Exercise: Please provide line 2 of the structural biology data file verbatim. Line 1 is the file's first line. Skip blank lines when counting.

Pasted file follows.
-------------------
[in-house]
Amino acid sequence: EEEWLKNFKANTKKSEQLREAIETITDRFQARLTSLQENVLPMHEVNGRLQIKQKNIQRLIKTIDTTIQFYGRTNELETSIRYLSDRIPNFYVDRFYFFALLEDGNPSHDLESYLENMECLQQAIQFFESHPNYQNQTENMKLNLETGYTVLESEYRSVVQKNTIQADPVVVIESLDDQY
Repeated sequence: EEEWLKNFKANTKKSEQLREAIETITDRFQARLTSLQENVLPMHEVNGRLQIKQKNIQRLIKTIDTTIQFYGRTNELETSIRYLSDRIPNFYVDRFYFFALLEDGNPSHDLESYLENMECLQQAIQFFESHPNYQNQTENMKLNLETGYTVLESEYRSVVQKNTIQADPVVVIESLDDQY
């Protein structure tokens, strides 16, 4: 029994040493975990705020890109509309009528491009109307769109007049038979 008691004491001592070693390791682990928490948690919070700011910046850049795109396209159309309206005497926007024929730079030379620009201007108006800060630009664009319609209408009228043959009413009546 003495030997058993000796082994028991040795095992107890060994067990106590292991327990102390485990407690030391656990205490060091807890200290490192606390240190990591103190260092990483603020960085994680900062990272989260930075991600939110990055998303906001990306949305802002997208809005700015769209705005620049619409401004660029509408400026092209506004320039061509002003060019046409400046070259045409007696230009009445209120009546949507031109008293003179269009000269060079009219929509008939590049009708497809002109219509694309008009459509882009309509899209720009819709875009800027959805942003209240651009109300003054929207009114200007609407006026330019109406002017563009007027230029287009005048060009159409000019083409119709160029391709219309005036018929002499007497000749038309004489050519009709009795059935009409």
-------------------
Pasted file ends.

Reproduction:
Amino acid sequence: EEEWLKNFKANTKKSEQLREAIETITDRFQARLTSLQENVLPMHEVNGRLQIKQKNIQRLIKTIDTTIQFYGRTNELETSIRYLSDRIPNFYVDRFYFFALLEDGNPSHDLESYLENMECLQQAIQFFESHPNYQNQTENMKLNLETGYTVLESEYRSVVQKNTIQADPVVVIESLDDQY